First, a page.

Thursday, July 19, 2012

Review- Iron Maiden w/ Alice Cooper @ DTE Energy Music Theatre, July 18, 2012, Clarkston, MI

It was the fall of 1985 when Live After Death came out. I was 12 years old. I had a meager allowance and a paper route, and was spending all of my money on comic books. Christmas was coming, and so I asked my Mom for the album. She said no. So I did what any resourceful lad would do...I went to my Grandma.

Fast forward to my family's annual X-Mas part the Saturday before the holiday. We are opening presents, and to my Mom's “delight”, I tore open my vinyl copy of Live After Death. When my Mom pressed my Grandma about why she would buy me something that looked like that, she said “I thought that it was like The Monster Mash”. My stoner Uncle Chad, eyes bloodshot and glassed over, was looking at the album, which stated on the back: running time 100 minutes. He said, in his faaaaaar out maaaaaan voice, Woah, that is one long record. Rest in peace, Grandma and Uncle Chad. Oh, and I still have that vinyl copy of Live After Death, right down to the T-shirt order forms. What does any of this have to do with anything? Nothing...and everything. It brings us to this...

Iron Maiden w/ Alice Cooper @ DTE Energy Music Theatre, July 18, 2012, Clarkston, MI

The T-shirts that I didn't buy.

Different merch stands had different designs.

It was strange seeing Alice in the daylight, and also strange seeing him going on first. His showtime was 7:30, and he was the opening act for this tour. Detroit has always been sacred ground for The Coop. He could sell out shows here when he was playing smaller venues across the country. In any case, I was happy to get an opening act of his caliber.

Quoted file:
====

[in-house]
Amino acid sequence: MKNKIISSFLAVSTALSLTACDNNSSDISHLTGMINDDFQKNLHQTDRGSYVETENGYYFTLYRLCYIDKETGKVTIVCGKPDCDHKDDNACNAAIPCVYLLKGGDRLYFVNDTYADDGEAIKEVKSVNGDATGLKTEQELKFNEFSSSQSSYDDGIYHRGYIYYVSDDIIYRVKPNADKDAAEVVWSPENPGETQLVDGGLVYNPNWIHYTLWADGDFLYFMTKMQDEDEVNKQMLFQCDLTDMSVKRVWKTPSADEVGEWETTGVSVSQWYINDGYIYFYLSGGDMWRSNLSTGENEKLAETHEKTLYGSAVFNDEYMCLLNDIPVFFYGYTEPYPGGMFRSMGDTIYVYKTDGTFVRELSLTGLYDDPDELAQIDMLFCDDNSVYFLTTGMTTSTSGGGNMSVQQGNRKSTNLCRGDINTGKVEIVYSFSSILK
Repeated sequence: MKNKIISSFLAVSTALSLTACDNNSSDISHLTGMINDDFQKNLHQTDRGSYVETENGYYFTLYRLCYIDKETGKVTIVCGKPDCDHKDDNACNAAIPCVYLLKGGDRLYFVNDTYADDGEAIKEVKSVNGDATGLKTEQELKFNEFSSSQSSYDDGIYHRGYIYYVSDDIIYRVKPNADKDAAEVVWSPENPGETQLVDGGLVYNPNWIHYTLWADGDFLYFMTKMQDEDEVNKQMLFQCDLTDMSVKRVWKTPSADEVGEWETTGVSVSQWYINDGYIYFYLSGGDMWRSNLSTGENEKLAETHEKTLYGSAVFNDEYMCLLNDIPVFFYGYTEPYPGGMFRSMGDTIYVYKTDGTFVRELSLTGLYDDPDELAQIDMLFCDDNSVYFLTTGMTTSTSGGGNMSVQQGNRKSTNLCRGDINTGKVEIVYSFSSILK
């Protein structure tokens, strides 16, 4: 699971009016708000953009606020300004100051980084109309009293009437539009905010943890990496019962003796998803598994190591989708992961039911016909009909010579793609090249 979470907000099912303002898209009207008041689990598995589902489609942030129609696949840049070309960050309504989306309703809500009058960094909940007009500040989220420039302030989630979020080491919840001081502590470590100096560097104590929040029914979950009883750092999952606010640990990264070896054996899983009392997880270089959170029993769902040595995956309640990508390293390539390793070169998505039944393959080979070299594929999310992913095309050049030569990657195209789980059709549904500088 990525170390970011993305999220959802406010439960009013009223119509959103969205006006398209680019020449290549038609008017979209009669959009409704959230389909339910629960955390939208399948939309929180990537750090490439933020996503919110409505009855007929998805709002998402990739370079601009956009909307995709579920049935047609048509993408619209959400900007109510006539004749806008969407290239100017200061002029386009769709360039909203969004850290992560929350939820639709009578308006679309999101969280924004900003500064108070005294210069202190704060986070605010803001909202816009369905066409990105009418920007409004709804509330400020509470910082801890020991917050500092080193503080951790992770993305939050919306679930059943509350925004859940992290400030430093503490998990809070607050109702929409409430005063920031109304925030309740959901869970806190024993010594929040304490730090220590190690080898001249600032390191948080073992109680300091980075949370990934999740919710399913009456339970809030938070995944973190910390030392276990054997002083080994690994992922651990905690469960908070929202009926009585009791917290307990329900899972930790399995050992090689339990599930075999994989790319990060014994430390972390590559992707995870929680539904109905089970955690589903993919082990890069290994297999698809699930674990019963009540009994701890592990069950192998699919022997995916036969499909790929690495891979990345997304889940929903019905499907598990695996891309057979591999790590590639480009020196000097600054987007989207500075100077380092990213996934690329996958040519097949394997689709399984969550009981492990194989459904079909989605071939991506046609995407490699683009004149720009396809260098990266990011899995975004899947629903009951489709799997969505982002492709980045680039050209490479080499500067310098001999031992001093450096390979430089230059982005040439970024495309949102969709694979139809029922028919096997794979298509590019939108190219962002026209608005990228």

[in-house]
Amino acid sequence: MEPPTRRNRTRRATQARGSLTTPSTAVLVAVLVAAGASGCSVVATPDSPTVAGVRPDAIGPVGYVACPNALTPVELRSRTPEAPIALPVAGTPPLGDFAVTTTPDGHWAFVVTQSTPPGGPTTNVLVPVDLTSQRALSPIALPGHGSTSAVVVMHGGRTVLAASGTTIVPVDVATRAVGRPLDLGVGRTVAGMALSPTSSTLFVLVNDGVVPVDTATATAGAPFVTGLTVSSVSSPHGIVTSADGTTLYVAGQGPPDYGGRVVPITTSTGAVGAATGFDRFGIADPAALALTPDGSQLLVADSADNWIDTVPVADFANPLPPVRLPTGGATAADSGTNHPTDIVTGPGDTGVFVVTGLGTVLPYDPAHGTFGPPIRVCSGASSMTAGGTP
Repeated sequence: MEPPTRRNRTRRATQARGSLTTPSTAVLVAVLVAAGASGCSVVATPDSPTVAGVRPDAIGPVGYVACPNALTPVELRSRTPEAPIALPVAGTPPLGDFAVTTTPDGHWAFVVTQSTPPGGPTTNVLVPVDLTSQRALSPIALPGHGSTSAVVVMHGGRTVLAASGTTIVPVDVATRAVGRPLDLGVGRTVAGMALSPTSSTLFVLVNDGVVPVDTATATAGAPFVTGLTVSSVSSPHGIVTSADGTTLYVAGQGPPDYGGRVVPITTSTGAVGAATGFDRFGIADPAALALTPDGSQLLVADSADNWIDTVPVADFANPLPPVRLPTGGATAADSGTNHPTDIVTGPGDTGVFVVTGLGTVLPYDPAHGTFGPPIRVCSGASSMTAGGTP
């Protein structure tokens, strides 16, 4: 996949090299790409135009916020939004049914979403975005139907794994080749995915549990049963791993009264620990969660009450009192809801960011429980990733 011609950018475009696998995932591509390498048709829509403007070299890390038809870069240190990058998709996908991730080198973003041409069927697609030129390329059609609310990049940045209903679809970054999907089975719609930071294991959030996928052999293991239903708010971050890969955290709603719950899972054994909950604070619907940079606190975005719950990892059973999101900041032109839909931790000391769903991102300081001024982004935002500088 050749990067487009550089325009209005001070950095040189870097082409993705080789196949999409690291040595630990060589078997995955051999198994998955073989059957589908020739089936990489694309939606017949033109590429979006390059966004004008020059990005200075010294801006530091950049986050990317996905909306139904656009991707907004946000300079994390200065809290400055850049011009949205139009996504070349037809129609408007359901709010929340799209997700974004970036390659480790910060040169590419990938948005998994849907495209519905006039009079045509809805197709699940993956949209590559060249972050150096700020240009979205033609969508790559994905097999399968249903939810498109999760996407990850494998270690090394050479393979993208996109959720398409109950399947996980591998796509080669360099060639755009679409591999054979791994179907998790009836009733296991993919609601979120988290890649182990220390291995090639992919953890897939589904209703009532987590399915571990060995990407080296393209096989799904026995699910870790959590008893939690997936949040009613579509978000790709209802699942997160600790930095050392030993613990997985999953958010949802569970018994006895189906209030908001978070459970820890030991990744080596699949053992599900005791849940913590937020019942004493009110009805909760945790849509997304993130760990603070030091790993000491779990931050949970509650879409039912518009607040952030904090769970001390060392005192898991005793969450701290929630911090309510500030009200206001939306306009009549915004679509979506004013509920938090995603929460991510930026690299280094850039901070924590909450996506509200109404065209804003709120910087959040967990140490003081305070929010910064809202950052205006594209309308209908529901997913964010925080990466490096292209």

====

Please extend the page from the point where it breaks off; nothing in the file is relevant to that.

The Vincent Price introduction was piped through the PA, and the band launched into The Black Widow. Alice now has a triple axe attack, including a female guitarist.

Brutal Planet, while not a favorite of mine, worked well for the Iron Maiden crowd. I'm Eighteen and No More Mr. Nice Guy are standards. They are great songs and need to be in the set, even if the faithful have seen them live time after time. 

Why on Earth would Alice do Hey Stoopid in 2012? Why not do something off of the new album? It makes no sense when you have an album less than a year old out there. An album which he was selling T-shirts for, for crying out loud. Instead, we got the abysmal Hey Stoopid.

The female guitar player played a solo, and the then full band came out and did Billion Dollar Babies. Alice did the money on a sword schtick as usual. Feed My Frankenstein, another song I can't stand, was up next. At least this one had a prop, a guy in a costume on stilts.

Poison, off of Alice's last commercially successful album, Trash, made sense being in the set. While it is cheesy and schmaltzy, it was a big hit and Rock fans of the late '80s remember it. In a nostalgia tour setting like this, it's a case of “give the fans what they want”...even if it wasn't what I wanted. Ha!

Wicked Young Man was another I don't care for it but it makes sense for the Metal crowd inclusion. The band was in faux Nazi gear for this song, and it just smacked of Marilyn Manson. The album that this song is from, Brutal Planet, was pretty much a response to Marilyn Manson ripping Alice off in the first place, so I guess it makes sense in a roundabout way. 

Then we got the guillotine/ execution medley: the end snippet of Killer and end portion of I Love The Dead. Alice really crammed in a lot of production into a support act slot. 

The props for School's Out were used, which surprised me. What surprised me more is that Alice is still doing the Another Brick In The Wall Part 2 snippet towards the end of the song. That was it. 45 minutes, and no real crowd banter. No “gosh, we love Detroit, blah blah blah” wasting time, just 45 minutes of Rock.